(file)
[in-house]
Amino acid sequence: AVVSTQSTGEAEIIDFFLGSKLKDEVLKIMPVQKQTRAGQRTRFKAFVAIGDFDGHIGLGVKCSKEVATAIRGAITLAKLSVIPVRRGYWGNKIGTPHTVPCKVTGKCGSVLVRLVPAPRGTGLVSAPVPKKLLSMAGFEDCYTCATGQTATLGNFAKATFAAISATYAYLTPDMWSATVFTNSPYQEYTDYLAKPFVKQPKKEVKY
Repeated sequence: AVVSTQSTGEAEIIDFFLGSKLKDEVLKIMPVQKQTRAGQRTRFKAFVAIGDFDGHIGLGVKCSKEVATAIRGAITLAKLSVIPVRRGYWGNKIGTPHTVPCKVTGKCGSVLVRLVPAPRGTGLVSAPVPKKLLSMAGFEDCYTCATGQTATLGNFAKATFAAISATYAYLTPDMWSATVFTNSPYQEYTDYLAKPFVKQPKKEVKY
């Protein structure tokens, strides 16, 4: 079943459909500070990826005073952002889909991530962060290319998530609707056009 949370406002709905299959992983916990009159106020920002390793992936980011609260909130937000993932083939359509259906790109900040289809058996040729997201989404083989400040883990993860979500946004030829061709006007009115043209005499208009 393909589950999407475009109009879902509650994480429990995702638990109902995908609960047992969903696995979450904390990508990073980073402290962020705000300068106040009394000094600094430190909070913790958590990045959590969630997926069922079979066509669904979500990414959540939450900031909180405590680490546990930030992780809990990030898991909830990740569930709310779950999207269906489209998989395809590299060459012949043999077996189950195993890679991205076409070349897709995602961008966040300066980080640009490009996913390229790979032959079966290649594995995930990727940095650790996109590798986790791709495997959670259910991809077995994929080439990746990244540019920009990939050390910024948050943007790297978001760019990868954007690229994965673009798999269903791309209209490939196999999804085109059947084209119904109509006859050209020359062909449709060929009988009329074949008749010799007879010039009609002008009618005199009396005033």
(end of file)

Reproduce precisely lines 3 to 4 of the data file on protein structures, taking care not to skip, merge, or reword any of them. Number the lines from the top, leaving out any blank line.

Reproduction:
Repeated sequence: AVVSTQSTGEAEIIDFFLGSKLKDEVLKIMPVQKQTRAGQRTRFKAFVAIGDFDGHIGLGVKCSKEVATAIRGAITLAKLSVIPVRRGYWGNKIGTPHTVPCKVTGKCGSVLVRLVPAPRGTGLVSAPVPKKLLSMAGFEDCYTCATGQTATLGNFAKATFAAISATYAYLTPDMWSATVFTNSPYQEYTDYLAKPFVKQPKKEVKY
């Protein structure tokens, strides 16, 4: 079943459909500070990826005073952002889909991530962060290319998530609707056009 949370406002709905299959992983916990009159106020920002390793992936980011609260909130937000993932083939359509259906790109900040289809058996040729997201989404083989400040883990993860979500946004030829061709006007009115043209005499208009 393909589950999407475009109009879902509650994480429990995702638990109902995908609960047992969903696995979450904390990508990073980073402290962020705000300068106040009394000094600094430190909070913790958590990045959590969630997926069922079979066509669904979500990414959540939450900031909180405590680490546990930030992780809990990030898991909830990740569930709310779950999207269906489209998989395809590299060459012949043999077996189950195993890679991205076409070349897709995602961008966040300066980080640009490009996913390229790979032959079966290649594995995930990727940095650790996109590798986790791709495997959670259910991809077995994929080439990746990244540019920009990939050390910024948050943007790297978001760019990868954007690229994965673009798999269903791309209209490939196999999804085109059947084209119904109509006859050209020359062909449709060929009988009329074949008749010799007879010039009609002008009618005199009396005033």